To pivot or not to pivot!

This can be the turning point of the fight. Pun intended.

But literally yes it is that effective.

I believe it’s underused and needs more attention, I want to see some gladiators in the ring fighting for position with some pivot fights

  • When do I pivot?
  • Do I pivot before or after a punch?
  • Can I pivot while I throw a punch?
  • What is a pivot foot?

Taking a deeper look into the pivot is it used for offense, defense, or both?

I’m going to teach you how to use this technique effectively and efficiently in this pivoting movement.

The Pivot in Boxing

Learn to pivot efficiently changing directions quickly throwing off your opponent’s line of attack and opening up a new avenue of offense for you.

It’s small and slight but a necessary tool to have. A good boxer should be able to do this almost instantly.

Pivoting allows your body to turn to either your weak side or your strong side.

Your weak side will be used more for defense and your strong side will be setting you up for the offense.

Essentially it helps you work in tight spaces when you need to dodge a punch or deliver a strike by moving quickly into position.

Why do we pivot

Simple - we get to add another tool to our bag of tricks!

We can defuse an opponent’s attack.

Staying in front of an attack is never recommended; you learn the benefits of moving to create angles.

It can be used for defense and offense.

Have a bad back?

Instead of using only slips, this is a good alternative to use more legs and momentum to dodge a punch.

Open up your stance and use it like a matador letting the bull go by and cashing in on style points with the judges.

How to pivot in boxing

There are two directions to pivot in boxing.

  1. Weakside: Referring to your lead hand, a weak side pivot is a defensive move to create more space.
  2. Strongside: Referring to your strong (typically back) hand, a strongside pivot is a defense that creates offense by opening up to your opponent with both hands available.

To perform a pivot: you need to start by staying light on your front foot (aka the balls of your feet).

Push off your back foot while putting the weight in the balls of your front foot to swivel into a 45° angle to either side.

Slide your back foot into its new starting position.

(Be sure not to allow your feet to overlap with each other, and keep a staggered stance to maintain balance).

Land with your weight evenly between your legs. (Avoid landing with your front foot taking all the load falling forward).

You still want to be able to use your feet effectively as a choice to move out and now catch your breath or keep applying pressure and go on the attack.

This is an explosive movement, and at the same time should be relaxed and easy to use when done right.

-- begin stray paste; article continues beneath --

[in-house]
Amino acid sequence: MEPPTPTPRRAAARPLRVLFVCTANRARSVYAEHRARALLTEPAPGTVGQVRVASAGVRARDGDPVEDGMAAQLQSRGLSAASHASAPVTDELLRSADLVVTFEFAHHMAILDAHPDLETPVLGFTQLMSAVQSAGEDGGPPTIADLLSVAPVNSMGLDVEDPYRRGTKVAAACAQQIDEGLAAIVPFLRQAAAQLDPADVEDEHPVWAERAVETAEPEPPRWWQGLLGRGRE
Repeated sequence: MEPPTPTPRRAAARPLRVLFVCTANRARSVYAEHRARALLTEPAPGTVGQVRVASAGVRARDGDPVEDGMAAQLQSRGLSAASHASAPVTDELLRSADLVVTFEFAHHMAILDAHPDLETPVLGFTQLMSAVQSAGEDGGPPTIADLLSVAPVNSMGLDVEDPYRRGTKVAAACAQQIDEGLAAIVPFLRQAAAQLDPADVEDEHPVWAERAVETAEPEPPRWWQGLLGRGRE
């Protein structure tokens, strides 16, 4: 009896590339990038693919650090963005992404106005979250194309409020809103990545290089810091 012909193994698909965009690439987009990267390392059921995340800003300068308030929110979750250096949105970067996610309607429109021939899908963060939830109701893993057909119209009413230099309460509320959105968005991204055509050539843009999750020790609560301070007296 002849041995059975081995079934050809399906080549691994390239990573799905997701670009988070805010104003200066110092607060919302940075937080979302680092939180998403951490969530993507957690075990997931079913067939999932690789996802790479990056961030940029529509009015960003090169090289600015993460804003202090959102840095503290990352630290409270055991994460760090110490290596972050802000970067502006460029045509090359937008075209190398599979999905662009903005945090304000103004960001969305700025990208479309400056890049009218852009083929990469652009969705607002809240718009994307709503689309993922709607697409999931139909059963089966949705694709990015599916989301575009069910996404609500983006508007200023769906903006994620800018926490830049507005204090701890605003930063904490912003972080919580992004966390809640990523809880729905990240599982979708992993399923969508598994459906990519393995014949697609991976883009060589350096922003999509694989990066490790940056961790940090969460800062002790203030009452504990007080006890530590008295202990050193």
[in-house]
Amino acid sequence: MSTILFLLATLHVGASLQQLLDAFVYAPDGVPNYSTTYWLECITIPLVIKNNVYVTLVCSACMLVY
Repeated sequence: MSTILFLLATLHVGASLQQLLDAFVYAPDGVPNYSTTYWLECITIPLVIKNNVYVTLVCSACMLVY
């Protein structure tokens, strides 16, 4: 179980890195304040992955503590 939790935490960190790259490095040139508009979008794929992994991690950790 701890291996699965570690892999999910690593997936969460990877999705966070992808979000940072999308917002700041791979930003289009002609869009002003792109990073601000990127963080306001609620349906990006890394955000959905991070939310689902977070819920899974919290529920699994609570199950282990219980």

This is advanced footwork compared to a novice or a beginner learning their body movement in the sport.

Much practice is needed, pivoting drills will help.

When to use a pivot

When your competitor is applying pressure to you by taking space or with punches hoping to control the fight you can steal back momentum with a simple pivot

As your opponent rushes in, use their momentum to your advantage.

Capitalize on this situation by countering with some punches.

Another example is if you are being backed up into the ropes and you run out of room. You shouldn’t be going straight back, to begin with, but here you are.

As soon as your back feels the ropes pivot out to your opponent’s weak side turn them into the ropes or keep circling out to reset.

The last example is commanding the center of the ring. This is called ring generalship.

You can save energy as your opponent travels around the ring and you pivot in the middle of the mat waiting for them to set their feet. Once your target becomes a little more still, you can attack!

When you perform a weak side pivot, it will primarily be used as a defensive move.

You can throw a check left hook while you pivot to your weak side like a counter punch.

Now for a strong side pivot.

During a strongside pivot, you will begin this move before your opponent throws a punch. Putting yourself in a dominant position.

Both hands are available to use, this is when I like to see fighters go to work and take a chance.

You can also use this before your competitor’s punch is ever thrown and launch the beginning of your attack.

It’s always good to work behind the jab. So throw a jab to get your opponent thinking about your hands then use your feet to get over.

Boxing pivot footwork

Some drills to practice your pivoting

Using cones is perfect to keep your lead foot pointed at the cones while you swivel around them.

Make sure to keep your foot close and your movement tight.

Use some tape on the floor as a point of reference.

You are going to want 3 lines: One line straight and the other two meetings at the point where they will connect, creating a 45° angle.

Or just grab a friend and use your new move on them

Not like this haha...

Common mistakes

There aren’t many steps in executing the pivot, so few mistakes can be made.

But the few that are made are serious no-no’s.

Throughout the movement, you must maintain your stance, this means do not cross the feet one over the other.

Control your balance to continue either moving your feet or supply a barrage of punches to your target.

Make sure the front foot pivots don’t leave it behind in its starting position. You will lock up your hips and lose balance this way as well.

And last but not least the side you are moving to bring that hand up and protect yourself, as they may have great reflexes and try to counter your movement.

You made it to the end congratulations take this information and apply it the best you can remember practice makes perfect!

Thanks for giving us a quick read, I hope this was helpful to all levels in the sport of boxing.

Good luck champs!

Now go pivot over to the next article in our series on learning boxing.